There are numerous error and "flaws" in OP's exact example text, but this is syntactically equivalent...
1: Before I start, it could be helpful for readers who don't know me to briefly explain who I am
2: Before I start, it could be helpful to briefly explain who I am for readers who don't know me
In shorter examples like that, native speakers will have no problem understanding the intended meaning of #1, and may not even notice anything wrong.
But it's a "garden path" sentence, in that the way native speakers naturally parse the words means we assume the aforementioned readers will be the subject of the verb following to. Obviously when the very next word is the actual verb explain, we realise straight away that it makes no sense for readers to be explaining anything - that's the speaker/writer's job. We're briefly mislead into a false parsing pattern, but soon get back on track.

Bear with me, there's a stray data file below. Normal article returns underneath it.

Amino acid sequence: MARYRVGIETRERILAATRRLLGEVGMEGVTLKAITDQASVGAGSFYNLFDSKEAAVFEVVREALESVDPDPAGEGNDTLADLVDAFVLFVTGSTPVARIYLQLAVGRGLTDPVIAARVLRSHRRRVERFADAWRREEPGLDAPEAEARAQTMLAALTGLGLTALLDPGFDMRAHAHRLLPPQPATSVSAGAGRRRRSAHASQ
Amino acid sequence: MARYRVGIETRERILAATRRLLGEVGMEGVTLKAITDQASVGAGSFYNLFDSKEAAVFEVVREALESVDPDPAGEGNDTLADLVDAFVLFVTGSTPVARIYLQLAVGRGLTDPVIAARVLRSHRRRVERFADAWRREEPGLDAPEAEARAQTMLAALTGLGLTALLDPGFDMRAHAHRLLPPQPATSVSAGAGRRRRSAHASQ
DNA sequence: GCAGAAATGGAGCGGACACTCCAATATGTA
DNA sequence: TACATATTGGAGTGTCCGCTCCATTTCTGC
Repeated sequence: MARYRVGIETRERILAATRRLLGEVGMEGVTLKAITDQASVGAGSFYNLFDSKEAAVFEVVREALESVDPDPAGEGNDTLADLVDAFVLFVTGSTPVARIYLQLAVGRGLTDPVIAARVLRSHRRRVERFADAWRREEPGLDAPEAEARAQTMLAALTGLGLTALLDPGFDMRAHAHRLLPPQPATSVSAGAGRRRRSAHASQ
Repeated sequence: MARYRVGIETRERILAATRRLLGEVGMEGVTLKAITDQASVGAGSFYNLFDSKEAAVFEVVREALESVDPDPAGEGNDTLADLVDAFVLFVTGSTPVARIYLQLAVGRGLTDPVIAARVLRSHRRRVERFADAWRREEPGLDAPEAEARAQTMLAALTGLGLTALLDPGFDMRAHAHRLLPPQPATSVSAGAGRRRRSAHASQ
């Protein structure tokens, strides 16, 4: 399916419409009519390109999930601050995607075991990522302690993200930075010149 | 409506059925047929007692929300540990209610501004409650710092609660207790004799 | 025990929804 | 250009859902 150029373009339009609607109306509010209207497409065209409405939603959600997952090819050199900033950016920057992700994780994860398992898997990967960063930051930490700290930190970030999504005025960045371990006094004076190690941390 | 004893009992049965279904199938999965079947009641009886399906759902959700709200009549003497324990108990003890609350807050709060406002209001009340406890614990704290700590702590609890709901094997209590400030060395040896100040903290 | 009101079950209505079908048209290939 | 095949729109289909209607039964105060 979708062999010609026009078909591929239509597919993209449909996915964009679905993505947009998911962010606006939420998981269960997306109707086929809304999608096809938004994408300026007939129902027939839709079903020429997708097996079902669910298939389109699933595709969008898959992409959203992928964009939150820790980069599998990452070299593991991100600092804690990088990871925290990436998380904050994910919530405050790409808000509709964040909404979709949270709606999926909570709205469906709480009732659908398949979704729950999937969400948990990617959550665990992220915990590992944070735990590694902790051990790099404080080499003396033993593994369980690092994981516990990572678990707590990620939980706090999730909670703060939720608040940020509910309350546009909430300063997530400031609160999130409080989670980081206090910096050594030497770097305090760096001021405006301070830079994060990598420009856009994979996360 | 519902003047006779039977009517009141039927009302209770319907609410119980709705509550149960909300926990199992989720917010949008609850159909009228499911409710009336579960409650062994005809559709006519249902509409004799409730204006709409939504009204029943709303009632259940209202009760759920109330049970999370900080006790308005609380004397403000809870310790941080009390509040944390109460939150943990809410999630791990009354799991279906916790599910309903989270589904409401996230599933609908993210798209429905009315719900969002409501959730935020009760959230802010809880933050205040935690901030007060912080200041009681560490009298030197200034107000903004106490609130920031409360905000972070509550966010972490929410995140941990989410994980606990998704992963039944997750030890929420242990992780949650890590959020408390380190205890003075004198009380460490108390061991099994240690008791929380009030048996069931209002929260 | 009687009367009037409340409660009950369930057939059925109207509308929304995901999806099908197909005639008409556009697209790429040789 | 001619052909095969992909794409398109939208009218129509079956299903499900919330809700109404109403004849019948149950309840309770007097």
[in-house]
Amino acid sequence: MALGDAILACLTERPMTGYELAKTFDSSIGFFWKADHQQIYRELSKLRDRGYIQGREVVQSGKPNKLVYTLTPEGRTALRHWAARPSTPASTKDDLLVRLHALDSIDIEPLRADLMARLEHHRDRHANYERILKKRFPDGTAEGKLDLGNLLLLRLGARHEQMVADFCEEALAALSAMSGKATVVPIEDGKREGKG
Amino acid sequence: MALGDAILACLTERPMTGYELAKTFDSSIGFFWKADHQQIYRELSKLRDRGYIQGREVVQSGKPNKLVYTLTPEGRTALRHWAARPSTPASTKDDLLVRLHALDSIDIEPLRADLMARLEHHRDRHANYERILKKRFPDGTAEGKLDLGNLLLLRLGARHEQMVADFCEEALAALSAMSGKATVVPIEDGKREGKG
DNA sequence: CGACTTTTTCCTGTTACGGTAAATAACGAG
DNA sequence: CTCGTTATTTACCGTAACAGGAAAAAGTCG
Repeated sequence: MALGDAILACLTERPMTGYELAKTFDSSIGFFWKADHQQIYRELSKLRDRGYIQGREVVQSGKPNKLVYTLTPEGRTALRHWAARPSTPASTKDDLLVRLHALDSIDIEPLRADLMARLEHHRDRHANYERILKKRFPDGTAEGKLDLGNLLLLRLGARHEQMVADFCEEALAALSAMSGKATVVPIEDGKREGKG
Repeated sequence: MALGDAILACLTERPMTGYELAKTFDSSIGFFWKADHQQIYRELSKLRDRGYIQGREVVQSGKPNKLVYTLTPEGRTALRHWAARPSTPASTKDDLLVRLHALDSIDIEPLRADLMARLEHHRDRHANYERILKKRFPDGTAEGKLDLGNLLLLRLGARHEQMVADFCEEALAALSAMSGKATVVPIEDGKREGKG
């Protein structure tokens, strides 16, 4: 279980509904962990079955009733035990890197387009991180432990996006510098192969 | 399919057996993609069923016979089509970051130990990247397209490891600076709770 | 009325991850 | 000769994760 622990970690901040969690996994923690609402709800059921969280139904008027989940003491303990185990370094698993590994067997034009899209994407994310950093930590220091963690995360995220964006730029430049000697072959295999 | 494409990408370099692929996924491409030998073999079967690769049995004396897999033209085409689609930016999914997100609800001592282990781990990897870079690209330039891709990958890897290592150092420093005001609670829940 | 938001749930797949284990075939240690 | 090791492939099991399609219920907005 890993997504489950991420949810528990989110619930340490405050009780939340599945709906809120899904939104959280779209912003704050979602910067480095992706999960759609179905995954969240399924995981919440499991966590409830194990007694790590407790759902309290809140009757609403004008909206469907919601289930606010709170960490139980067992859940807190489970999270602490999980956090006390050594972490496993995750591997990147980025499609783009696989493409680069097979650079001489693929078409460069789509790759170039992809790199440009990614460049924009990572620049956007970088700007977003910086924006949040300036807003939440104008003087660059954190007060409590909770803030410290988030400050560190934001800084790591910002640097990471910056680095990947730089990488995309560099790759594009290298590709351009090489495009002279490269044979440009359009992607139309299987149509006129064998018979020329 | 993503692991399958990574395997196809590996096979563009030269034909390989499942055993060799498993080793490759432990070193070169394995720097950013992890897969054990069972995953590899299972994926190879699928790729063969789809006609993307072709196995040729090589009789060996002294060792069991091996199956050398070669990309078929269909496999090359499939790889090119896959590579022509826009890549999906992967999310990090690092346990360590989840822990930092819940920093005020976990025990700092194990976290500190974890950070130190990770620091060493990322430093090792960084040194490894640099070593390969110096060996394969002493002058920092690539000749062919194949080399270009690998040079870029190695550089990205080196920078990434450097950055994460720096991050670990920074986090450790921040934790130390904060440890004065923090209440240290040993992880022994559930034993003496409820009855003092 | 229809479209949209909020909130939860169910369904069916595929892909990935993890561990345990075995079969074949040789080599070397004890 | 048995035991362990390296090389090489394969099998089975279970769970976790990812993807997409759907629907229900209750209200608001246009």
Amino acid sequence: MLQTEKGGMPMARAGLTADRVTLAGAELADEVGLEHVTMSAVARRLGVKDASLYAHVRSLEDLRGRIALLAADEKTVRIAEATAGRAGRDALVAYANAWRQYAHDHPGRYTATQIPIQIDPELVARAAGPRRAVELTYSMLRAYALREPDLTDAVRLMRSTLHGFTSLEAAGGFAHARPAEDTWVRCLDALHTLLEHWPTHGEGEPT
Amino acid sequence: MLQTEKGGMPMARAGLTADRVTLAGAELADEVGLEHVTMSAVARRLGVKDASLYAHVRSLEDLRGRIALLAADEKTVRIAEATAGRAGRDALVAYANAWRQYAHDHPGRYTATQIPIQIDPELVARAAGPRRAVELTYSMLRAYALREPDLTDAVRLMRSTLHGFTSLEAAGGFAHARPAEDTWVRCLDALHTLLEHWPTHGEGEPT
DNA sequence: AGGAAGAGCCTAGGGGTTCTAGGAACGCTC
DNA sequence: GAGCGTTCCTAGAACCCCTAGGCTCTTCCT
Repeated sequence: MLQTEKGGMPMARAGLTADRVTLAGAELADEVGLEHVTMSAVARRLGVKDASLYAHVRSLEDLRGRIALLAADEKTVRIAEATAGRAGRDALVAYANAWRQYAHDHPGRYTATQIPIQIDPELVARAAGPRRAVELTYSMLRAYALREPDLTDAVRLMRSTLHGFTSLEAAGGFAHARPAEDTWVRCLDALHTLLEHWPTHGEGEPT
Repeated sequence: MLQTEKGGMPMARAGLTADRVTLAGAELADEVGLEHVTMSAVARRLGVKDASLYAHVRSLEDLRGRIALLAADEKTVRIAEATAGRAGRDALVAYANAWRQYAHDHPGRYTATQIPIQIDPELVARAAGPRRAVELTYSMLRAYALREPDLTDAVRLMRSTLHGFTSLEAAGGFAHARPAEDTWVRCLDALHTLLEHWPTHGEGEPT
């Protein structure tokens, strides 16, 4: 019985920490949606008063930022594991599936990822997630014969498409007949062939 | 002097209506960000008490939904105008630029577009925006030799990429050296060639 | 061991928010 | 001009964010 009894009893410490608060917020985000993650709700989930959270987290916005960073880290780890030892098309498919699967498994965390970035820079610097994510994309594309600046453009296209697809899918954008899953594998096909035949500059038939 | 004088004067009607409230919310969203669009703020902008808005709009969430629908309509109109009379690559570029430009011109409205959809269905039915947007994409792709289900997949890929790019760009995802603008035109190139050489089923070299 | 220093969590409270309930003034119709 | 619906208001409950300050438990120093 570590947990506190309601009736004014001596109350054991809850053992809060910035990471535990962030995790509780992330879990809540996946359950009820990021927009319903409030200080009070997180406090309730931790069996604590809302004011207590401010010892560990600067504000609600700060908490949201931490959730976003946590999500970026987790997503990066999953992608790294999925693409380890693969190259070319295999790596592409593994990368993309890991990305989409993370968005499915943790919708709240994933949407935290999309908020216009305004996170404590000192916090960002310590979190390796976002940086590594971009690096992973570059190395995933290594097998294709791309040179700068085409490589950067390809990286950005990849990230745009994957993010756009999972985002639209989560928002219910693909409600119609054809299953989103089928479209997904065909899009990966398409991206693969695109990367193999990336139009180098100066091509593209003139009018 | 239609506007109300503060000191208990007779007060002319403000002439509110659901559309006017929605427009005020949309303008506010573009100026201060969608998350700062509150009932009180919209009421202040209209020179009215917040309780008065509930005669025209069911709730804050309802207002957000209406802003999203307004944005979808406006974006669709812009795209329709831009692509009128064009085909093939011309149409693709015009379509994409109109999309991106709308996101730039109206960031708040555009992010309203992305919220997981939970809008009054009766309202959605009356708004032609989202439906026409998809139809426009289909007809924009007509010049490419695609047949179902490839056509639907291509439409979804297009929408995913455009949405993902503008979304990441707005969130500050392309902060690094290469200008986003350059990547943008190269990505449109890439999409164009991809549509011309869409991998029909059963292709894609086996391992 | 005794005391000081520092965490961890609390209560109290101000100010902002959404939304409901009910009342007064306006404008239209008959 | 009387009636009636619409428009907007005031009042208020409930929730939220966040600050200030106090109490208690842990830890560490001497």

With OP's exact example, the syntactic equivalents are much larger multi-word text strings, meaning the reader spends much longer going down the wrong path. And he has to go much further back in his "short-term memory" to find an appropriate preceding noun that can serve as the subject of the problematic verb1
1 In my case the problematic verb is explain (the subject of which isn't readers who don't know me, so we have to go further back to find I (= for me to explain). In OP's case, it's define.